Imagine if you told a patient you’d charge them $1,000 for a root canal. Then they get the bill in the mail and it says they owe $1,250. The patient would probably be upset right? Dental schools are effectively doing this to dental students all around the country with faulty cost estimates of dental school.
The average private school dental student will leave with over $500,000 in debt
Right now the typical dentist I consult with has a student loan average debt of around $400,000. There is a big range around this student loan average and most clients have between $200,000 (state school with in-state tuition) to $800,000 (specialist who used forbearance during residency). However, these numbers are going to get far worse in the future.
Consider the 2021-2022 published cost of a Tufts Dental School education according to their website.
|Program Year||Published Total Cost|
Here’s the thing. These numbers just aren’t true for an entering first year. They’re based on current cost of attendance. You cannot lock these numbers in any more than I can go buy season tickets to the St. Louis Cardinals in 10 years at today’s rates.
Dental schools should show the expected four-year cost of attendance and take into account probable 5% tuition and fee increases per year and factor in inflation into the cost of living. Tufts lists the cost of tuition at $84,840 each year.
That’s totally wrong. Tufts officials KNOW that they will not be leaving tuition alone for an entire four-year period, as do the other dental schools that list their expected cost this way.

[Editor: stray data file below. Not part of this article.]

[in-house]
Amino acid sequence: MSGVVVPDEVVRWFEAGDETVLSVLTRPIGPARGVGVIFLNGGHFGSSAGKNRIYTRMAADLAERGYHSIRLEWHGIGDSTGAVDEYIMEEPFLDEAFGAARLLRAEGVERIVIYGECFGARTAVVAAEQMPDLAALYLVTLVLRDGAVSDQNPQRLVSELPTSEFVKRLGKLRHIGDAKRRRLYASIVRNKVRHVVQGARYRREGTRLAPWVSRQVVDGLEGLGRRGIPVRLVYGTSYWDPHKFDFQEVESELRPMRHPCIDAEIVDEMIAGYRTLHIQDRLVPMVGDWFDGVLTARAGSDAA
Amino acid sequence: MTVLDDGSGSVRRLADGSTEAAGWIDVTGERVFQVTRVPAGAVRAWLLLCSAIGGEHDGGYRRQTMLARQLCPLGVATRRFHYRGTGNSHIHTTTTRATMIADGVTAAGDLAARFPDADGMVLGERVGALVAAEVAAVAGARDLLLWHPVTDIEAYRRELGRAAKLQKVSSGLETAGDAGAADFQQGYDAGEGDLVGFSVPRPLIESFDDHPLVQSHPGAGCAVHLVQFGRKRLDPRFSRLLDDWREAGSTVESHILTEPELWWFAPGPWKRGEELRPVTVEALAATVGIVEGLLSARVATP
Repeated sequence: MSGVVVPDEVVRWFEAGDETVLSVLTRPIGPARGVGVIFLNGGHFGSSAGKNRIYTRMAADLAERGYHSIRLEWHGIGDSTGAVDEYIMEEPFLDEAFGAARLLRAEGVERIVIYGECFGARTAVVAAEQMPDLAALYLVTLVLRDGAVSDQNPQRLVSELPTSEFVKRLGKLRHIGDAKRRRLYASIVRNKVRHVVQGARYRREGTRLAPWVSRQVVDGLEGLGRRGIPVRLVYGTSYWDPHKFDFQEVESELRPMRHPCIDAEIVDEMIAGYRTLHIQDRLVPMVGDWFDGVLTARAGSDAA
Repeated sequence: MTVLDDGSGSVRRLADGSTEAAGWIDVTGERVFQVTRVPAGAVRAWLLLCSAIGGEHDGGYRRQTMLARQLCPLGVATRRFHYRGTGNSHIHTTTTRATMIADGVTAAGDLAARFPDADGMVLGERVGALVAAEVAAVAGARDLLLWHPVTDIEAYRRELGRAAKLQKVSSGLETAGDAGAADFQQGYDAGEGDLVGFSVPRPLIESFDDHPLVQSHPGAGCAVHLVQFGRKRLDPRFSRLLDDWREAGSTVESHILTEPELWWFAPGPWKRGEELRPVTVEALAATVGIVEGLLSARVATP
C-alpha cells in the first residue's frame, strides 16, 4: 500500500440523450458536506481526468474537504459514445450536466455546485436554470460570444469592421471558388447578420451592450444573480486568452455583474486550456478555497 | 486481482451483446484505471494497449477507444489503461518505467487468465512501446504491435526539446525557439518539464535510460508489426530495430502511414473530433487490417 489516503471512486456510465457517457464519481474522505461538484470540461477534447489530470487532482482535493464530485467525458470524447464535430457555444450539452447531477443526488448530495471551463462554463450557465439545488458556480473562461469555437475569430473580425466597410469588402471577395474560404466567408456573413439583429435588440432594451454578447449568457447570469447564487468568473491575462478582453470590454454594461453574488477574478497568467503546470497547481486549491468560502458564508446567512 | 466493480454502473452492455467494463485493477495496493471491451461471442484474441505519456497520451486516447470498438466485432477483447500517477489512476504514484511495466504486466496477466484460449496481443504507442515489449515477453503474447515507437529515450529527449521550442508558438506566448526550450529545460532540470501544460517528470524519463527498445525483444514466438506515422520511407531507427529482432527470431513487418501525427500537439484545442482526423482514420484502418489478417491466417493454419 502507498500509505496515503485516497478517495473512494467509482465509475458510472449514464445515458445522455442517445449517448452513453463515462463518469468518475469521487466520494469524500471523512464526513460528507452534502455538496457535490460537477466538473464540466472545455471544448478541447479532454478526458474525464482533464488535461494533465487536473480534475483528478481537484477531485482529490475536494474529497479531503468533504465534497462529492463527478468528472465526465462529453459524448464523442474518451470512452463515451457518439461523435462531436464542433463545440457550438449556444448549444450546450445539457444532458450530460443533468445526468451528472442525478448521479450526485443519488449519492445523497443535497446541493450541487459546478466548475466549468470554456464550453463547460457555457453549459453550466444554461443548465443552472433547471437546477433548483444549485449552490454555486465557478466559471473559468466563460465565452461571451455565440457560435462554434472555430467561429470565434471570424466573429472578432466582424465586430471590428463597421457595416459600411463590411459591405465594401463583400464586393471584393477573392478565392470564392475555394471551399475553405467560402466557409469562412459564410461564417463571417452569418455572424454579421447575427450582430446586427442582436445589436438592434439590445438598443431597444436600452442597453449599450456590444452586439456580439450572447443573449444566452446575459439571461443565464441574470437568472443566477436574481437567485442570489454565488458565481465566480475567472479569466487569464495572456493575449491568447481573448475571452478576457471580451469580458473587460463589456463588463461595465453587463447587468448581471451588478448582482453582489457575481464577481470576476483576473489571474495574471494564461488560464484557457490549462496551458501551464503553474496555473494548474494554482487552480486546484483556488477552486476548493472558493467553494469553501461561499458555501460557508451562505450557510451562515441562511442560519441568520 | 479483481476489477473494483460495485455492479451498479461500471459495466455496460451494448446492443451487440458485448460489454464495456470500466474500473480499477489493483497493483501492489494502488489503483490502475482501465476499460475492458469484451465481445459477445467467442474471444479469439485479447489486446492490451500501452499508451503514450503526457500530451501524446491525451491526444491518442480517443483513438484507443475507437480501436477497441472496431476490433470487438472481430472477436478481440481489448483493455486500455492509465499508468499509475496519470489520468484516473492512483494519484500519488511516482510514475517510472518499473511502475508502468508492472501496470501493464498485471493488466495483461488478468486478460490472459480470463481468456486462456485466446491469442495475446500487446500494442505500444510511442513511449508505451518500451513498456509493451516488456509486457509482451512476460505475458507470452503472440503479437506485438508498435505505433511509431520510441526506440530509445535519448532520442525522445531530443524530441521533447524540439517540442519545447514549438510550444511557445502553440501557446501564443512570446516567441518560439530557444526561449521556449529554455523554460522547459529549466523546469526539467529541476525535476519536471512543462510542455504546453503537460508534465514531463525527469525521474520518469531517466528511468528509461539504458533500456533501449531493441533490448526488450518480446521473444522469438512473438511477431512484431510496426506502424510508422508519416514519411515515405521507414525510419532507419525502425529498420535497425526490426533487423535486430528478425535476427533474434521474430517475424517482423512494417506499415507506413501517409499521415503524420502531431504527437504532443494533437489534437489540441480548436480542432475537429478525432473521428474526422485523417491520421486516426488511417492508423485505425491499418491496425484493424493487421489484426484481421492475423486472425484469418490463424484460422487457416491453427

These numbers also leave out the crucial fact that loans accrue interest while you’re in school.
The real four-year cost of dental school
I’ll use a 4% rate of increase in the total cost of attendance in my real estimate of the four-year cost of Tufts dental.
I’ll also assume that you accrue interest at a rate of 7% per year and that you borrow the entire cost of attendance. We’ll also assume an origination fee of 3% of the loan amount. The total will represent the true cost of Tufts Dental for the class of 2026.
|Program Year||Realistic Total Cost|
Every dental school misrepresents its cost of attendance
I picked on Tufts because it is one of the country’s most expensive dental schools. Even so, these numbers are very typical of private dental schools or out of state public schools.
The cost estimates never account for tuition and fee increases that will almost certainly happen. The estimates also leave out the cost of interest accumulation while you’re in school.
I’m no lawyer, but I think future dental students burdened by mountains of debt might have few options left but to pursue a class action lawsuit against the university for false advertising. If the four-year published cost is $531,491 but typical dental school graduates leave with $600,000, the published estimate is misleading.
I’ve verified this is what happens by speaking to hundreds of dentists with six-figure student debt while doing student loan repayment consults. They told me how their school would give them a tuition increase notice, but they never thought about comparing that to the published cost of attendance when they were applying.
One dentist kept the cost estimate he received at orientation and shared it with me. The two figures of what they told him he would pay versus what he actually paid were wildly divergent.
How to figure out how much dental school will cost
To get a realistic idea of how much dental school debt you will have at graduation, you need to make some adjustments to the numbers the school gives you.
Assume each year, dental school tuition increases at a rate of 4% (as long as they are more applicants than seats, the price of a dental education will go up).
Project a 4% rate of inflation for living expenses just to be safe (most schools assume constant personal expenses for all four years, which is unrealistic).
Then account for accruing interest at a rate of 7%. D1 expenses accrue for four years, D2 expenses accrue for three years, etc.